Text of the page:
Note: Alexa does not flawlessly deliver a veggie burrito from Chipotle using Postmates – so when I try to act hip and millennial, it’s an epic fail (nice one, Dubey).
Professionals experienced in contracting know that fully executed contract documents go through a nuanced (deal specific, relationship specific, person specific) negotiation that results in…
- an end document that may be a master, amendment, SOW etc.
- with a name that likely doesn’t represent the true contents of the document
- provision language that deviates from the starting template
- and may not even resemble language ever used before in the company
Further, most companies struggle with situations such as:
- multiple contracting entities within the company contracting with the same counter-party
- superseding agreements that render the preceding agreement inactive or outdated
- contracting parties in the contract document that are dramatically different from what is listed in a customer or vendor master in a financial or CRM system
To apply AI to these raw documents and expect a “flawless outcome”, or even an outcome that is cost-effective and fast, is not realistic.
Now, AI can be quite useful. However, the message here is – technology like AI often makes a contract management initiative harder, not easier, due to unrealistic expectations as well a cost model that has not fully matured to fit itself into a (necessary) human decision- making workflow. AI is hard – yes – therefore it is worth exploring.
If you don’t give up on Alexa, eventually, through a lot of training and human intervention, that veggie burrito will arrive, with the right ingredients and an optimal diameter.
Do it Differently Than You Did Before
It will be better. Trust me.
One of my children has been playing tennis since a very young age (he’s almost 16 now). A couple of years ago, a tennis coach discovered that his grip was all wrong (guess who taught him that?). As a result, he was hitting a lot of tennis balls into the net and also not generating as much power as he could. So, the coach changed his grip.
User adoption was painful. Initial resistance, a lot of second-guessing, frustration, and then, eventually, success! He has a new grip and new forehand, and I can’t get a set off him. The law of unintended consequences has a way of manifesting in these situations.
In implementing a contract management initiative, the biggest challenge is to get participants in a contracting workflow to do things differently. Intellectually, everyone knows that a data driven, fact-based, technology enabled contracting process is better, but it’s still different. Despite all the inefficiencies of the current process, lawyers still know they can be home by 6:30 to have a family dinner or catch their daughters’ gymnastics performance with coach Boris. So, why should they change?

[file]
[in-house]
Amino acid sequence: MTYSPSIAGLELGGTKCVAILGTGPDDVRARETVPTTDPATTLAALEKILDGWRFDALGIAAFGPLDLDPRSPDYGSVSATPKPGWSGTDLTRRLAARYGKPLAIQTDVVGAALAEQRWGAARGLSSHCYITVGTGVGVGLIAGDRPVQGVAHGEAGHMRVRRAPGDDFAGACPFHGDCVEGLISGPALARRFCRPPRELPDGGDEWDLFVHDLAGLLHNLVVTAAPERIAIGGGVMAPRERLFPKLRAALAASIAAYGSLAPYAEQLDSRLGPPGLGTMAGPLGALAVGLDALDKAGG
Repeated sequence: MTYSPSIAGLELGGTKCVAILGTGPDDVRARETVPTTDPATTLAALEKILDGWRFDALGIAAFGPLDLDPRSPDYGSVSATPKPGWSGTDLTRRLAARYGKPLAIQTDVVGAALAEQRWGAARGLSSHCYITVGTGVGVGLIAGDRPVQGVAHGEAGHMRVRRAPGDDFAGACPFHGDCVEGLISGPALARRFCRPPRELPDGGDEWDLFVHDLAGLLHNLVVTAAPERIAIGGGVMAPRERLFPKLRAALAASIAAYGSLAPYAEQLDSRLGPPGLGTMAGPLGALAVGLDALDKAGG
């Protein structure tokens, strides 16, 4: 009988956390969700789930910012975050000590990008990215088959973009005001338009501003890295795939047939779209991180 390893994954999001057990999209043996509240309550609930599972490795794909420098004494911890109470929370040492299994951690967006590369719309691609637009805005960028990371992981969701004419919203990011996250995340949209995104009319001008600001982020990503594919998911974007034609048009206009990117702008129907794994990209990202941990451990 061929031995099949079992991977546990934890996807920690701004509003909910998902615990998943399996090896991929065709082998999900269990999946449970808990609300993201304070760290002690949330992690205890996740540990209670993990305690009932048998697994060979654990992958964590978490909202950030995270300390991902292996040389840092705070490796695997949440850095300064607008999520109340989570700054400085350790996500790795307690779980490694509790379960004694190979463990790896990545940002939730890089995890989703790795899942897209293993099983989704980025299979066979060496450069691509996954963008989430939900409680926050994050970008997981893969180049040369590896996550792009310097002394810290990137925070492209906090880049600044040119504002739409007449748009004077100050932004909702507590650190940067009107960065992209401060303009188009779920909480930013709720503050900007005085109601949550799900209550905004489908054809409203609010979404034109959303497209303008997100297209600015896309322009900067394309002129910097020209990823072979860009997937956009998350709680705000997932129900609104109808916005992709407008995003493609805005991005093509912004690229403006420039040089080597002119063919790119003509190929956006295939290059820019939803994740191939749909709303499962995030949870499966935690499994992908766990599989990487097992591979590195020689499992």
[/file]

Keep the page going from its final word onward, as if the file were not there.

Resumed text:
The hardest part of any CLM initiative is the user adoption portion. Getting someone to change, despite the fact that the change will be good, is really hard. As such, it’s worth doing.
The investment in increased user adoption has a significant ROI. CLM software companies have an incentive to support clients’ user adoption initiatives because come contract renewal time, the CLM company wants more, not less user licenses. Executives have an incentive to support these programs because without users changing their practices, there is no new business process. Once users adopt the processes and technology of a new CLM initiative, the new process becomes…the process. Metrics and measurements are easier to gather – which enable easier justification for increased funding. This is all hard stuff, but again, worth doing.
It Doesn’t Stop With the Launch
My son is off to college and just started his second year. He’s technically an adult – because he can vote. However, a week after I dropped him off 1,000 miles away from home, I happened to be in the area for a business trip (really, it was already planned). That was serendipitous, because my son, who plays on his college soccer team, forgot his soccer cleats. So, he asked if I could bring them to him. Of course, I’m sure he planned all this so he could see me a mere week after I dropped him off (paper will hold anything I put on it).
In any case, he can vote but I think he still needs me…sometimes.
After a CLM initiative is launched, the initiative leader actually needs to exercise what is called…hyper-care. Users will face new workflow, new measures and expectations and of course, new technology. Putting in place a consistent user support model that is cost effective and more than just password resets – is hard.
However, many proven practice models have shown that a well-established and operated user support process is directly correlated with long term program success.
Contract management, like parenting, is worth doing, and doing, and doing…